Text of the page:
Gaelle Lehrer Kennedy worked as an actress and writer in film and television in the United States and Israel. Night in Jerusalem is her debut novel, which she has adapted to film. She lives in Ojai California with her husband and daughter.
She writes, “I lived in Israel in the 1960s, a naive twenty-year-old, hoping to find myself and my place in the world. The possibility of war was remote to me. I imagined the tensions in the region would somehow be resolved peacefully. Then, the Six Day War erupted and I experienced it firsthand in Jerusalem.
I have drawn Night in Jerusalem from my experiences during that time. The historical events portrayed in the novel are accurate. The characters are based on people I knew in the city. Like me, they were struggling to make sense of their lives, responding to inherited challenges they could not escape that shaped their destiny in ways they and the entire Middle East could not have imagined.
I have always been intrigued by the miraculous. How and where the soul’s journey leads and how it reveals its destiny. How two people who are destined, even under the threat of war and extinction, can find one another.
Israel’s Six Day War is not a fiction; neither was the miracle of its victory. What better time to discover love through intrigue, passion, and the miraculous.
Writing this story was in part reliving my history in Israel, in part a mystical adventure. I am grateful that so many who have read Night In Jerusalem have experienced this as well.”
WEBSITE & SOCIAL LINKS:
At what age did you know you wanted to be a writer?
I started writing at about 30, pretty much as soon as I got a sense of who I was. I had been working as an actress and knew the arts were for me. The thing that drew me to writing was that I could do it all myself without anyone telling me what my part was or where I had to fit in. I’ve always responded best to the beat of my own drum, which I can hear loud and clear most days! Night In Jerusalem is my first novel. Previously, I have written screenplays. They are, of course, visually-oriented and provide limited opportunity for the writer to describe the characters’ states of mind - everything has to be revealed on the screen. I was drawn to writing a novel because the canvas is so much larger –as big as you like - and the story does not have to fit a budget. However, the relationship with the reader is more intimate and complete, and there’s a challenge to meet there. It took me a while before I was ready to take it on.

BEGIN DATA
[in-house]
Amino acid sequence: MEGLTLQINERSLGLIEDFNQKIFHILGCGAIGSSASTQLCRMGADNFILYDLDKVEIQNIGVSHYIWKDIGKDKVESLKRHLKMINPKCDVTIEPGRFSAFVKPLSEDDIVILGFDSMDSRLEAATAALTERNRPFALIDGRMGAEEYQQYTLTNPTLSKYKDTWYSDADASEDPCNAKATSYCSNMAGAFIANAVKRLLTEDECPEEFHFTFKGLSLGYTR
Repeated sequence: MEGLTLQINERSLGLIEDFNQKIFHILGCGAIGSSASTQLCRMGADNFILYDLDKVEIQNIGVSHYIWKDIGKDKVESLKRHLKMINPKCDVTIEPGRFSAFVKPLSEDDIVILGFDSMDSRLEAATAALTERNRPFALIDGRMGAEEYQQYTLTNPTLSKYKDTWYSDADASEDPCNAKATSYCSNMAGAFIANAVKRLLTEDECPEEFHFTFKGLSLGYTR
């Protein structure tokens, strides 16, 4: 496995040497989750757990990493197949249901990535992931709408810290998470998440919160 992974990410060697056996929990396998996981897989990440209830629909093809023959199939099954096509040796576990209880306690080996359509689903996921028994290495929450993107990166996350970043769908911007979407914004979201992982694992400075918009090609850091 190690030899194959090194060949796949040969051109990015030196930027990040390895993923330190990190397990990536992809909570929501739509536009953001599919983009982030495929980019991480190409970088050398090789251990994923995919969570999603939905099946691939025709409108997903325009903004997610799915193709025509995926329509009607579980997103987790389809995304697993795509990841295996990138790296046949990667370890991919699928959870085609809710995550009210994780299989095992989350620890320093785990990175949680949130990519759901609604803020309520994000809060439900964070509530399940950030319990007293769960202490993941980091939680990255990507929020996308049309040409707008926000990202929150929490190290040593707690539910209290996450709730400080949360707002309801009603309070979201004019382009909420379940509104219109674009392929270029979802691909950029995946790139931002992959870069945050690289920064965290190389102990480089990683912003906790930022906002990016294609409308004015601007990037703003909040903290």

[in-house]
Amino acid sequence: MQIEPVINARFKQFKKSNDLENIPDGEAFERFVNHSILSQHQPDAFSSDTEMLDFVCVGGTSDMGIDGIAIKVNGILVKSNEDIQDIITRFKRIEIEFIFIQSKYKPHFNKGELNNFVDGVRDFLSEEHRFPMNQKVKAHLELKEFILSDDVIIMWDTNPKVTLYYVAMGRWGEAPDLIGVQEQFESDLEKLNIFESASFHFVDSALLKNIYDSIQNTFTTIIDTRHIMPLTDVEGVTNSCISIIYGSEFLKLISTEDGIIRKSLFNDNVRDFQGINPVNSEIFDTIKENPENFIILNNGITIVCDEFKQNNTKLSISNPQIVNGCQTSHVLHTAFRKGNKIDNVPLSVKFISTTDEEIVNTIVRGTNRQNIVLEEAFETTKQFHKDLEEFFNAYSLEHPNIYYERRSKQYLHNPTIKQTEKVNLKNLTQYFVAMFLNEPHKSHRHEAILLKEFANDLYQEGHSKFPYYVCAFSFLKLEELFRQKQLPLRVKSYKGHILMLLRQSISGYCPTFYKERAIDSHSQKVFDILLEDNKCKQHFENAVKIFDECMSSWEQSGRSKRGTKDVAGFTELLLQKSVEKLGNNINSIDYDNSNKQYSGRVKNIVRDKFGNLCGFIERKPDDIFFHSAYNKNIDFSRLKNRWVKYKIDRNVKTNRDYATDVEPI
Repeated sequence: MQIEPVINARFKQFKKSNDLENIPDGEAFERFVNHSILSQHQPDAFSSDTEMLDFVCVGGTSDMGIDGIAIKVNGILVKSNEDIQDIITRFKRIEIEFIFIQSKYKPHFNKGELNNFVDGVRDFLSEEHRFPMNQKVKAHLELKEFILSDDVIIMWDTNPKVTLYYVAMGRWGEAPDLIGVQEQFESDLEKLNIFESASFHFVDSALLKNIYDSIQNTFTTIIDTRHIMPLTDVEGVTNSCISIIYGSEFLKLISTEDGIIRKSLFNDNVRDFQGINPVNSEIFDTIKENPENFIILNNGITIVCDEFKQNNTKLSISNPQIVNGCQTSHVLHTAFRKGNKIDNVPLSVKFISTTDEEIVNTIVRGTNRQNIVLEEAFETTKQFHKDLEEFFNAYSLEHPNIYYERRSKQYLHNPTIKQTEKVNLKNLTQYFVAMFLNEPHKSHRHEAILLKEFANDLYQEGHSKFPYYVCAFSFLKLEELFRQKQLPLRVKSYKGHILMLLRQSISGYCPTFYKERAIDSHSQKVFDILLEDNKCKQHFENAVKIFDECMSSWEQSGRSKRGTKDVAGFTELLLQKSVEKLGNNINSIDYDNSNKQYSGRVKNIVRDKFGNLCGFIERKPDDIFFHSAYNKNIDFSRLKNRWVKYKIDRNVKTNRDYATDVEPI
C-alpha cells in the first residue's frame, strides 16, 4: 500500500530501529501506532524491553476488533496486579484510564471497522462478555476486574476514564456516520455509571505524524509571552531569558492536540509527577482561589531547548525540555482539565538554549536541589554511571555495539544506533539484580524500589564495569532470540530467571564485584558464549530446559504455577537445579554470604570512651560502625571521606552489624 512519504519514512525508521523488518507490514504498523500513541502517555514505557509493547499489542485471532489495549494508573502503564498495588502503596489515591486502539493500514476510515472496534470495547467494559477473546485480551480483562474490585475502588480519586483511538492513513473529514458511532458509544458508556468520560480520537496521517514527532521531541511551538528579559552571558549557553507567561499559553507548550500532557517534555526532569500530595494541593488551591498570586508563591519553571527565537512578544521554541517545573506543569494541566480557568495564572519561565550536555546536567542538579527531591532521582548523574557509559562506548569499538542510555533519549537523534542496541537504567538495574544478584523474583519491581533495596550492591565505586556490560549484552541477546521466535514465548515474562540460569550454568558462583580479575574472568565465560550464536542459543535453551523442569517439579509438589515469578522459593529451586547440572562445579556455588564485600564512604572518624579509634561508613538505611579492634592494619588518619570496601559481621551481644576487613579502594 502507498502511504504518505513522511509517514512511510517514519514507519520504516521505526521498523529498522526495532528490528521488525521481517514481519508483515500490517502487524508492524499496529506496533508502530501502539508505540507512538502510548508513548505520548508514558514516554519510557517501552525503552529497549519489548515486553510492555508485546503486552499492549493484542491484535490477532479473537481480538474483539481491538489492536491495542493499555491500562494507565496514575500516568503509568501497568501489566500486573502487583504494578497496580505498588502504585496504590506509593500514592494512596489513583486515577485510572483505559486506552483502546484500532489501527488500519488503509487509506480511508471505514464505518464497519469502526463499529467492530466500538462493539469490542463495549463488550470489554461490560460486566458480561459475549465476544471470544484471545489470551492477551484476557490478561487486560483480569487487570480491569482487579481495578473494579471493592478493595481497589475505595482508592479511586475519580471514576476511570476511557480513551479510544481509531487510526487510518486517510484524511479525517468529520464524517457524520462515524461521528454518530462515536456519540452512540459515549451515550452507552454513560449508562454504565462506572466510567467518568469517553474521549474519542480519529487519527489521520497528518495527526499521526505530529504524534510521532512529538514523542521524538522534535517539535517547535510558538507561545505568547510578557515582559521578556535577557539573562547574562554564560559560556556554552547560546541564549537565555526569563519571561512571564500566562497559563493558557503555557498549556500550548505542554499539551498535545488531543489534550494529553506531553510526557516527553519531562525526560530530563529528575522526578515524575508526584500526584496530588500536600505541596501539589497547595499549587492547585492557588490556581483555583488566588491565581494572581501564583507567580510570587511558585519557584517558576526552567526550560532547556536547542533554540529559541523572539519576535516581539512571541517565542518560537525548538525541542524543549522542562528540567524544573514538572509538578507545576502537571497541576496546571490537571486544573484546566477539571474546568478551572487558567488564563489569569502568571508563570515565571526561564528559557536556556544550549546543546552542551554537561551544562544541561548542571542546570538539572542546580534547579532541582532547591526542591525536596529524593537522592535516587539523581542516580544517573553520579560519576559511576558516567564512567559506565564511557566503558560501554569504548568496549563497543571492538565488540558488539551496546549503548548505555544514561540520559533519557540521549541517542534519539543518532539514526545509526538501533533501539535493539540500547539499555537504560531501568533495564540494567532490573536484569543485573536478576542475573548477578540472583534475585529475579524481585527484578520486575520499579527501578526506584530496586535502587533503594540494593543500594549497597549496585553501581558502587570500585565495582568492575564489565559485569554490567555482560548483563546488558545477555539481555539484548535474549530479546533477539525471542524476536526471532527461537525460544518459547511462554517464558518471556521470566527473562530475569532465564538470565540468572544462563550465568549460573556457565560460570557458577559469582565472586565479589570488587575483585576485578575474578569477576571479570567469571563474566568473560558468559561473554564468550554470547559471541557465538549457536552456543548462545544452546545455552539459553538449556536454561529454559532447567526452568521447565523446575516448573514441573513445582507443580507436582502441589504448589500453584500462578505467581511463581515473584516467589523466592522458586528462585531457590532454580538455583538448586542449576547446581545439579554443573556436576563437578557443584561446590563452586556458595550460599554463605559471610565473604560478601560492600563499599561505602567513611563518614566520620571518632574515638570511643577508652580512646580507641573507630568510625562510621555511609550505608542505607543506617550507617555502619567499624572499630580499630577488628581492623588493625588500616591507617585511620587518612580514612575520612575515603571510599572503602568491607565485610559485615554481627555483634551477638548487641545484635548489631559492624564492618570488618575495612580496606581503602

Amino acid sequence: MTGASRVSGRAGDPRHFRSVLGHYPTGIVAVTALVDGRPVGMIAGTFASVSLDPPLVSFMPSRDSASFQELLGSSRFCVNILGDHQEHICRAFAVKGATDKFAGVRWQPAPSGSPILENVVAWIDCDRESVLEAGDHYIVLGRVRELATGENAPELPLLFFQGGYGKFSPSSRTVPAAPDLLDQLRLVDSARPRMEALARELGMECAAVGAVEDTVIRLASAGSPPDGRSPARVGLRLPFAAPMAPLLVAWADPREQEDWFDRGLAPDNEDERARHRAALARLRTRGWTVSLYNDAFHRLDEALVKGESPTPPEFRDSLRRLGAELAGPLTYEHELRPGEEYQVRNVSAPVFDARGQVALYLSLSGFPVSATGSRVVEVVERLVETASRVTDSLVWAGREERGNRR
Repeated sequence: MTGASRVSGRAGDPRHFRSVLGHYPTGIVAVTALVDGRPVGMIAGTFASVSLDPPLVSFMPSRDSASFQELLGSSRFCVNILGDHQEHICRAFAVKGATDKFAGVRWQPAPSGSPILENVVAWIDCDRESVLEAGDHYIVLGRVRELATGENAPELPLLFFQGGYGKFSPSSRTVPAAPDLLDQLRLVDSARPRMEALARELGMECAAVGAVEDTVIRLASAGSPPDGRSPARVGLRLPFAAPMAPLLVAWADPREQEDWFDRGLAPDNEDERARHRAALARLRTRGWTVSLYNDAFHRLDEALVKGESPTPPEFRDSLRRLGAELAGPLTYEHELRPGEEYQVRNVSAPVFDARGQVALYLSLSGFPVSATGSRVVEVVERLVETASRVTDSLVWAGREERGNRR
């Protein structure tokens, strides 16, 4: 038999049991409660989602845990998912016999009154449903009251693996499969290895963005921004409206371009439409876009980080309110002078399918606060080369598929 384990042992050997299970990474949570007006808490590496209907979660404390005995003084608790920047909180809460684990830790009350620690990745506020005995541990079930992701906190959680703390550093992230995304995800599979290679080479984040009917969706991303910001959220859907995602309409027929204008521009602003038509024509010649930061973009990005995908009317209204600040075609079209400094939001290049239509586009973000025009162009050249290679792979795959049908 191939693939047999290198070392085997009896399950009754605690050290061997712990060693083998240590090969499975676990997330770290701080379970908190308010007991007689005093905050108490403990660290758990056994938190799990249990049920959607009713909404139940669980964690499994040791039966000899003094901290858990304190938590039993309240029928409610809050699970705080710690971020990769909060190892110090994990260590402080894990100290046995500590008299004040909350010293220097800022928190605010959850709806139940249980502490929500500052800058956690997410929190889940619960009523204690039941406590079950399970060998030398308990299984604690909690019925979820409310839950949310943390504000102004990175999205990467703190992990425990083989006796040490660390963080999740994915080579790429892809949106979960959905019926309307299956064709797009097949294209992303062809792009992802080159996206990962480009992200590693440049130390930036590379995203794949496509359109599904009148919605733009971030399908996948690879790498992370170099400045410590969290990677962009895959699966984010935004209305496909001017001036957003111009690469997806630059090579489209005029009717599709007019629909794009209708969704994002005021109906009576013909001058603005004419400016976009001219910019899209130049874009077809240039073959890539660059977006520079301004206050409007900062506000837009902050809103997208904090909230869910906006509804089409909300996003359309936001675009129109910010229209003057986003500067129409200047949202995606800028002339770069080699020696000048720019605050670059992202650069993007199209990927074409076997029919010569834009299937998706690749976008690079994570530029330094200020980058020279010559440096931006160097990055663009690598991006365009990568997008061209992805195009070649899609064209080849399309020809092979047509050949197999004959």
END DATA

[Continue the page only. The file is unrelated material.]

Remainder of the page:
Do you take notes when reading or watching a movie?
“Notes” are what Hollywood calls the comments shared with writers during script meetings. A friend of mine was hired to write a movie about Peter the Great. At a script meeting, he was told the studio thought he had made Peter “kind of unsympathetic.” “Too autocratic, is that what you’re saying?” “Exactly!” “And you want more of a czar-next-door feeling?” “Right.”
I am always aware of the writing when I watch a movie. When I am reading, I love it when the writer disappears. I make lots of notes about books and movies, all of them mental. They often surface years later. It’s a filing system that works for me.
Can you name three writing tips to pass on to aspiring authors?
I love novels that are told simply, where the writer is unobtrusive and the characters and plot say it all. Einstein said it is easy to make things complicated, but it takes genius to make them simple. I’m for simple! That’s what I go for in my writing. I studied creative writing at Columbia and appreciate the virtuosity of many of our writers, but the first tip I would offer is to not get too hung up on style and technique – go for what you enjoy.
The next tip is to be open to surprises. Once your characters come to life, they will have their own ideas about where they are going. Let them lead the way. You may find they have better ideas than you.
And this leads to the third tip, which is - get started as soon as you have a sense of who your characters are and what they are likely to confront in their world. You don’t need to work out every plot detail before you start. It may even turn out to be better if you do not.
How often do you write?
I develop intimate relationships with my characters and spend time writing for a couple of hours every morning so as not to lose contact with them. They are with me the rest of the day, but more in the background, where they evolve and explore alternative futures. Writing every day keeps the story moving forward, which is the main thing for the first draft. After that, I am more relaxed about re-writing and editing. The characters are already there, on the page.
Are you an avid reader?
I read a lot, but slowly. It can take me two weeks to finish a book. They take seed in my mind and can live with me for years. I love stories that are so clear and transparent you can see right into the souls of the characters. That’s what works for me. I don’t care what the genre is. Isaac Bashevis Singer was a master of that kind of writing. Presently, I am reading Nathan Englander, a modern writer with the same light touch. John O’Donohue’s books are on my night-table. He talks about “landscape as presence” and celebrates the spiritual connection of Celtic culture with the natural world, where every brook and feature of the land has a name, a history and a divinity. He’s my soul food.